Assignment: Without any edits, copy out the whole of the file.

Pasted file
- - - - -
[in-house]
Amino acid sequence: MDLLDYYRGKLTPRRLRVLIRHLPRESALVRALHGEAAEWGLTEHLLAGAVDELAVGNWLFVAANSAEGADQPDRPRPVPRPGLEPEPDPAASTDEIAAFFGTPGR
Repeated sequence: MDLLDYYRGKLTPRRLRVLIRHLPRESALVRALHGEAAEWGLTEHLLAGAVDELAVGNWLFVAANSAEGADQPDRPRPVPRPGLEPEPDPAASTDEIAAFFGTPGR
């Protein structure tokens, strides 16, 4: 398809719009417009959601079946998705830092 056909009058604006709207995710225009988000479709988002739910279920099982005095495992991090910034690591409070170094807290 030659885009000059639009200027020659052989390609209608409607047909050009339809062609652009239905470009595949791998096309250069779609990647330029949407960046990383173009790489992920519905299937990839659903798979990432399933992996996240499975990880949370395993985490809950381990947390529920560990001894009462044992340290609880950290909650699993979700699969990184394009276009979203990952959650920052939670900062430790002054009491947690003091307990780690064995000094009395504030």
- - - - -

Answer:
[in-house]
Amino acid sequence: MDLLDYYRGKLTPRRLRVLIRHLPRESALVRALHGEAAEWGLTEHLLAGAVDELAVGNWLFVAANSAEGADQPDRPRPVPRPGLEPEPDPAASTDEIAAFFGTPGR
Repeated sequence: MDLLDYYRGKLTPRRLRVLIRHLPRESALVRALHGEAAEWGLTEHLLAGAVDELAVGNWLFVAANSAEGADQPDRPRPVPRPGLEPEPDPAASTDEIAAFFGTPGR
């Protein structure tokens, strides 16, 4: 398809719009417009959601079946998705830092 056909009058604006709207995710225009988000479709988002739910279920099982005095495992991090910034690591409070170094807290 030659885009000059639009200027020659052989390609209608409607047909050009339809062609652009239905470009595949791998096309250069779609990647330029949407960046990383173009790489992920519905299937990839659903798979990432399933992996996240499975990880949370395993985490809950381990947390529920560990001894009462044992340290609880950290909650699993979700699969990184394009276009979203990952959650920052939670900062430790002054009491947690003091307990780690064995000094009395504030």